The vast majority of acute iron toxicity cases occur in children less than 5 years of age. Moreover, clinical hepatic injury is uncommon with most symptoms stemming from the intestinal tract (eg, nausea, vomiting, diarrhea). Therefore, physicians, particularly those who do not routinely treat pediatric patients, are often unfamiliar with hepatotoxicity related to iron overdose. Nevertheless, hepatotoxicity caused by acute iron poisoning is associated with a high mortality rate. We report a case of severe hepatic injury in an adult who overdosed on iron tablets with suicidal intent. Tests for other hepatotoxins (eg, acetaminophen), hepatatrophic viruses, and other causes of acute liver injury were negative. Although peak serum iron level (340 μg/dL) was significantly lower than that reported to cause hepatotoxicity (> 1,700 μg/dL), rapid and significant elevations in aminotransferases (>4,000 U/L), total bilirubin (5 mg/ dL), and prothrombin time (50 seconds) occurred within 48 hours. Treatment with deferoxamine was prompt and followed by empiric N-acetylcysteine once liver injury was apparent. The patient was minimally symptomatic and she eventually had a full recovery.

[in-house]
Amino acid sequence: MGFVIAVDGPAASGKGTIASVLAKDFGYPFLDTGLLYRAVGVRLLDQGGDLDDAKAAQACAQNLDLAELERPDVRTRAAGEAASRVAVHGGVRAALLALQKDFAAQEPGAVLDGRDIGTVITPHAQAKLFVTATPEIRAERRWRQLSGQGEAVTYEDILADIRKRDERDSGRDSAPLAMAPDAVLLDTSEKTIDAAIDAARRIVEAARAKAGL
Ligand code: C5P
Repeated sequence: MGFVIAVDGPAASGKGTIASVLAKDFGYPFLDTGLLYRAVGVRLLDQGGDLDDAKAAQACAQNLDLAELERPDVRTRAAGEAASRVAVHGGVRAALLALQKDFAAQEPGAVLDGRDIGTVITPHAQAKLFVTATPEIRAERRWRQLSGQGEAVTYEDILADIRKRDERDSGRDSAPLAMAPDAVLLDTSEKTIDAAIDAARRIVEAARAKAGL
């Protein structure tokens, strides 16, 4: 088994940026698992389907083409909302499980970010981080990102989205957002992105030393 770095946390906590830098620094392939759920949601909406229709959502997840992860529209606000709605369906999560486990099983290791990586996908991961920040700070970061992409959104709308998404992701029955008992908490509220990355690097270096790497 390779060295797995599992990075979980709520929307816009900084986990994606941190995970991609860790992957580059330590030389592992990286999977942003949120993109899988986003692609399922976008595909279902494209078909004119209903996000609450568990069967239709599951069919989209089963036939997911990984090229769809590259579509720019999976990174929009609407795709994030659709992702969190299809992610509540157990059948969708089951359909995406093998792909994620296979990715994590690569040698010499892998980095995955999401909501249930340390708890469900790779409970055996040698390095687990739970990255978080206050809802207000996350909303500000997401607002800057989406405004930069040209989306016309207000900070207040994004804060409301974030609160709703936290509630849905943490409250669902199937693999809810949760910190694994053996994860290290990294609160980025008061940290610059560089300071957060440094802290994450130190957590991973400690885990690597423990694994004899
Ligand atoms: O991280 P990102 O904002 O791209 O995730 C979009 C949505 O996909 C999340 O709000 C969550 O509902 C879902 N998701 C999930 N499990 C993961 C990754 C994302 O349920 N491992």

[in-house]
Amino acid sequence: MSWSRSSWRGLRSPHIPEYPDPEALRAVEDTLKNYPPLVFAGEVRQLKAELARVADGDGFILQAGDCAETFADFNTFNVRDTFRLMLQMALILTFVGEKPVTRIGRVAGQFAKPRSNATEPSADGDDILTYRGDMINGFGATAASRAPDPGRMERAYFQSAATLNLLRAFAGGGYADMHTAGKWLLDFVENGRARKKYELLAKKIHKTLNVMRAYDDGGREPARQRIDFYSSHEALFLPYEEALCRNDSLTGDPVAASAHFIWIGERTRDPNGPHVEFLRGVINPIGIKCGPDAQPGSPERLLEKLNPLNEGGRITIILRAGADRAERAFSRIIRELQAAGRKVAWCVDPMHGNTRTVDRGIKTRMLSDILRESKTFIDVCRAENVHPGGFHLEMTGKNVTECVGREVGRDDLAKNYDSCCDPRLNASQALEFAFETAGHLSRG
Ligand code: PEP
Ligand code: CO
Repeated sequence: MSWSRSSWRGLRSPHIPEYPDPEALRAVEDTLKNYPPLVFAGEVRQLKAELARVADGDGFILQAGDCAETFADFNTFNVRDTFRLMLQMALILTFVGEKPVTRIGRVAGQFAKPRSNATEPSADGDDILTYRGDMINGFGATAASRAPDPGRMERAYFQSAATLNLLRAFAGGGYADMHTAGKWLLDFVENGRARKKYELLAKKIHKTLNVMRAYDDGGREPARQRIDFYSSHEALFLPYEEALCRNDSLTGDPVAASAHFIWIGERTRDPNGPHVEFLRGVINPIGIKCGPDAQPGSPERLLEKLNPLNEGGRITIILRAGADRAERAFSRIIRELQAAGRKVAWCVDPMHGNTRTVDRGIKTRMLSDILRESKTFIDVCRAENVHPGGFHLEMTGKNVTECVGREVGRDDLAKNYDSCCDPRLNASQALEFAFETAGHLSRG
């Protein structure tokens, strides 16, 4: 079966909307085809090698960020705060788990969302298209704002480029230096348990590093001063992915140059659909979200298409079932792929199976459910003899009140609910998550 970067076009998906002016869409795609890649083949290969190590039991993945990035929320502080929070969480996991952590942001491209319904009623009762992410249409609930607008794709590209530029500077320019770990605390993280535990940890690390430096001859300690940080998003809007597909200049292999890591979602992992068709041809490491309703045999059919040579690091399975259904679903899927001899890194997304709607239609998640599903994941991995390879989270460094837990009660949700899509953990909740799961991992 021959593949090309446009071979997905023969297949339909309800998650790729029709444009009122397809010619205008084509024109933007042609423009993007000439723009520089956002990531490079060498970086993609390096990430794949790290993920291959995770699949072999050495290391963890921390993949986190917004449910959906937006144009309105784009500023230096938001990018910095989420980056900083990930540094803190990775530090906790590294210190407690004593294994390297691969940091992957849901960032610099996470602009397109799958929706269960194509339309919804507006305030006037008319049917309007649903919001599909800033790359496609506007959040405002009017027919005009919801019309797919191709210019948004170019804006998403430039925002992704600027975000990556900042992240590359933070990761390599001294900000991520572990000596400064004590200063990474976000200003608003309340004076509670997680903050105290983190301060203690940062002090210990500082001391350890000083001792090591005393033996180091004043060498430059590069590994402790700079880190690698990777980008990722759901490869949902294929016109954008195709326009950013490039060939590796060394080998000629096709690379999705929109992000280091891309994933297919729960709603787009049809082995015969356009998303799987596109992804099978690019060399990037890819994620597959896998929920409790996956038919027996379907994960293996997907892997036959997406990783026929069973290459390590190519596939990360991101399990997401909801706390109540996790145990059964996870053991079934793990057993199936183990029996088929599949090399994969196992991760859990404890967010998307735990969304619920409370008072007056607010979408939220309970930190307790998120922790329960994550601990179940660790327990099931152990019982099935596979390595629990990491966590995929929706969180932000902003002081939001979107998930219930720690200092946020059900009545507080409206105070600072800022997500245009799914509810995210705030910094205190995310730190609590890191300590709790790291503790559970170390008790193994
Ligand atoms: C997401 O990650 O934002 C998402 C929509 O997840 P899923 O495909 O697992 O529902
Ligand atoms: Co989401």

|Original language||English (US)|
|Number of pages||4|
|Journal||Southern medical journal|
|State||Published - Feb 1 2005|
- Iron intoxication
- Iron poisoning
ASJC Scopus subject areas